Q and A

System of a Down's Tankian joins activism and art in exhibit

Sun, Feb 12
System of a Down's Serj Tankian.

Rockstar Serj Tankian wants to draw Kiwis' attention to the blockade of Armenians in central Asia, as he opens a new exhibition combining art, music and advocacy.

The Armenian-American is best known as the frontman of System of a Down, the 90s heavy metal band known for hits like Chop Suey! and B.Y.O.B. Throughout the band's existence, it has developed a reputation for activism. In particular, Tankian is known for his advocacy for the international recognition of the Armenian genocide.

"Most of what we do as activists, through art or just activism, we may not see the fruits of our labour in our lifetimes, but it doesn't mean that's what we should be doing," he told Q+A in Auckland's {Suite} Gallery.

The Ponsonby gallery is filled with a selection of the artist's works. Many are accompanied by a musical score, accessible through an app that scans the paintings.

Tankian began painting about 10 years ago. He sees it as an extension of his advocacy.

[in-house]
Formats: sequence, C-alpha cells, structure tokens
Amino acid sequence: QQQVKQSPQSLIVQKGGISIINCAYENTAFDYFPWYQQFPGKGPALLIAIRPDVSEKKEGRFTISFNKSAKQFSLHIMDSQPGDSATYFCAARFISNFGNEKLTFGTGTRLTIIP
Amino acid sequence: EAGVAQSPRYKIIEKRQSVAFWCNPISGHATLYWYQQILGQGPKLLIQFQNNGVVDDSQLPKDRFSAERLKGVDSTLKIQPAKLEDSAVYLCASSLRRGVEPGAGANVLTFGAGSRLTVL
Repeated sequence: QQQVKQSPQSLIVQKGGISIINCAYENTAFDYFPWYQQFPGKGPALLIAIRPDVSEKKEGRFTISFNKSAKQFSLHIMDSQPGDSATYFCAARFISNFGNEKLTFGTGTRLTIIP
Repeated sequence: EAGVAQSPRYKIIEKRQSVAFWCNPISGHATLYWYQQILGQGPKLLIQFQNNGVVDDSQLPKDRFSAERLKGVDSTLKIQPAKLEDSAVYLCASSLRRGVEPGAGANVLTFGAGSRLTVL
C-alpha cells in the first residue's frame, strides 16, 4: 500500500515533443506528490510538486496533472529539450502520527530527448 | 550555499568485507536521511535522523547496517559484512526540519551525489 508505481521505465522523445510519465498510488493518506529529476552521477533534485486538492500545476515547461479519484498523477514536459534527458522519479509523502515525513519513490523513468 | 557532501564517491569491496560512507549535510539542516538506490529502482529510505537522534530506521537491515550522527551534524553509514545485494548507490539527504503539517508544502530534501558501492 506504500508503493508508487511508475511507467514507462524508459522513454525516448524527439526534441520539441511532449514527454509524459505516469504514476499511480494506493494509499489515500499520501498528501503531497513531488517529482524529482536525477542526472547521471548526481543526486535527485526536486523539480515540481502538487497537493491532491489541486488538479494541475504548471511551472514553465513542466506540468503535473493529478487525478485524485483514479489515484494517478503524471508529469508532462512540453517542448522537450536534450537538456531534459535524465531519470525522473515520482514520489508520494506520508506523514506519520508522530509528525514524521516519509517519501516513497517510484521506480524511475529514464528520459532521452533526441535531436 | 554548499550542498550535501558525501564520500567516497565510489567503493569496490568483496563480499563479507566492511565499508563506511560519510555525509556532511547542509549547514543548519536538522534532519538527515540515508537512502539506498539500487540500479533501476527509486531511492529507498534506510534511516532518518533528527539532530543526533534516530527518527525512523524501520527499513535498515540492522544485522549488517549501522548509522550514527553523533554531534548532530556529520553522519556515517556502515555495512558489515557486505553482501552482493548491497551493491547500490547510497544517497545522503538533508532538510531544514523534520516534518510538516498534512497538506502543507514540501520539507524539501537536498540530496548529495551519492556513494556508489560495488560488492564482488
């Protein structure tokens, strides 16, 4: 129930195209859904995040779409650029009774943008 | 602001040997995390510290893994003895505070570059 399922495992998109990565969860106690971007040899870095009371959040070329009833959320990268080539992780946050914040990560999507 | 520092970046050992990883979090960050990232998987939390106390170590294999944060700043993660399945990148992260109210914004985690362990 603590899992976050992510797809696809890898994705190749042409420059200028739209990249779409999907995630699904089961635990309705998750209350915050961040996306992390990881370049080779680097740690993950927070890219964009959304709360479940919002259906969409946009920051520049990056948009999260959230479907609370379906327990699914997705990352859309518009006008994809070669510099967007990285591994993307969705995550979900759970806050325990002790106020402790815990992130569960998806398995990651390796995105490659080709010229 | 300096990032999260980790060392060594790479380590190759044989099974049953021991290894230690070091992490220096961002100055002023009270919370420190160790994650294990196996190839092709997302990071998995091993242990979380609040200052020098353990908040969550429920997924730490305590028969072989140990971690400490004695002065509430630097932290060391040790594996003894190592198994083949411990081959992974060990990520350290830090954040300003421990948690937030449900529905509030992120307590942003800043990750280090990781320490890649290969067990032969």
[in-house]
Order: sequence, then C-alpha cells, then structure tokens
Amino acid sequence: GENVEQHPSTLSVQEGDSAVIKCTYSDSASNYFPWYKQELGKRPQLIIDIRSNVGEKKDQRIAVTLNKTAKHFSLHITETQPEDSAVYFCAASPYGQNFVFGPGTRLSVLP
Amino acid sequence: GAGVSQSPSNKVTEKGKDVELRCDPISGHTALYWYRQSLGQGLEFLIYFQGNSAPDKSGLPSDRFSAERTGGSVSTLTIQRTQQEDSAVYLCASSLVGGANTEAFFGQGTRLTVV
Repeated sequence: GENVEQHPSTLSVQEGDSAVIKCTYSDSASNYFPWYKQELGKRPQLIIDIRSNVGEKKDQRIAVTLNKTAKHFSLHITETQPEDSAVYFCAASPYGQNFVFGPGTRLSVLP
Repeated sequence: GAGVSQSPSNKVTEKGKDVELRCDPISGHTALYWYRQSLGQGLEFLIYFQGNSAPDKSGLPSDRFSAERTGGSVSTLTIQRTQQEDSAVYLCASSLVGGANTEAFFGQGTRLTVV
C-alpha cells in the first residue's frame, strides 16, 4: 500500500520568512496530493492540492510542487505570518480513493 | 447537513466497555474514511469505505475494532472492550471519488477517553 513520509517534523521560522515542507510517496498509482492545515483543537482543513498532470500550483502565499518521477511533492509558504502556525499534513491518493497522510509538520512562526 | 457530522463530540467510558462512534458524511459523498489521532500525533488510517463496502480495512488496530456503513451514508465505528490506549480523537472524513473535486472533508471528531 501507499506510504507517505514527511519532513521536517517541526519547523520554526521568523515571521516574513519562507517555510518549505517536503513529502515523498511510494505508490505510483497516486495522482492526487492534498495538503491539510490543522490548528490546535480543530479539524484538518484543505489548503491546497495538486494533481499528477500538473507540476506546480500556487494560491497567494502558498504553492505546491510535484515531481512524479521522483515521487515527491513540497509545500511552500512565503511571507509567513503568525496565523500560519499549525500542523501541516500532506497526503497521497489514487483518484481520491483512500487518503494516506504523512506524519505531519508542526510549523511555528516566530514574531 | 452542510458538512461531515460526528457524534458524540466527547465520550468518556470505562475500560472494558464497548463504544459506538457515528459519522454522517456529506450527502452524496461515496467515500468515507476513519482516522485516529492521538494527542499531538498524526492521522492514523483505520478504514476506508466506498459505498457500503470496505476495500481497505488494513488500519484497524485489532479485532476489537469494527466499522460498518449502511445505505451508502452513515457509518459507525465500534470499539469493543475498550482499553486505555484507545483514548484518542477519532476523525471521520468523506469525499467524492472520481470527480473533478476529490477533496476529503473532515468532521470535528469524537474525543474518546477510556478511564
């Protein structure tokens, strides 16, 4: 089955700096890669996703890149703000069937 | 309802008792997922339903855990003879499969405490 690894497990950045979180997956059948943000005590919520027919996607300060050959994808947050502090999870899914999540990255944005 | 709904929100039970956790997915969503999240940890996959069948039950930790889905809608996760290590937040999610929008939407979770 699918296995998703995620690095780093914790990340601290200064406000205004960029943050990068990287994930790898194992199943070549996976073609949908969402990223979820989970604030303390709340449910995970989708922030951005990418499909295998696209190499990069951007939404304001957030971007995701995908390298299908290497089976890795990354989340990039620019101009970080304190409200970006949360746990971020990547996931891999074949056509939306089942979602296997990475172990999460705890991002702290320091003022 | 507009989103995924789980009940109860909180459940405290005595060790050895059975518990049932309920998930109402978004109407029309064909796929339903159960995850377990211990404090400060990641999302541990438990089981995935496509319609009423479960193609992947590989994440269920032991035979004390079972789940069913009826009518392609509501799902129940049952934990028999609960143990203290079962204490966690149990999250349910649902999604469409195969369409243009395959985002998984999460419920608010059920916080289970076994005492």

"I love the way art, just like music, can be interpreted in different ways — actually, even more so…Art moves through the collective subconscious.

"At best, we're just skilled presenters. It's all there for us to perceive and attain."

A recent focus for Tankian is the latest flare-up of tensions between Azerbaijan and Armenia.

Since December, Azerbaijanis calling themselves eco-activists have been blocking a key corridor between the disputed region of Nagorno-Karabakh and Armenia. It's left more than 100,000 ethnic Armenian residents short on food and medicine.

In a hearing at the International Court of Justice in January, Armenia argued the protests have been orchestrated by Azerbaijan as part of an act of "ethnic cleansing".

Azerbaijan rejects both claims.

Tankian said no one seemed to be taking action — like placing sanctions — against Azerbaijan. He added New Zealand hadn't said anything about the dispute.

"Most of the New Zealand public doesn't know about this because that region of Nagorno-Karabakh and those people living there may have nothing to offer the West. May, I say."

The singer divides his time between homes in New Zealand and Los Angeles. As a fierce critic of American foreign policy in the early 2000s, Tankian moved to Aotearoa with an admiration for the Labour-led government's refusal to send combat troops to Iraq in 2003.

"I miss Helen Clark's New Zealand in some ways," he said of the "independence" of the country's foreign policy at the time.

He said that "independence" exists today but "there's some international pandering — more so than there used to be".

Serj Tankian's Kiwi in Pangea is exhibiting at {Suite} Gallery in Auckland and Wellington until February 18.

Q+A is Public Interest Journalism funded through NZ On Air


More Stories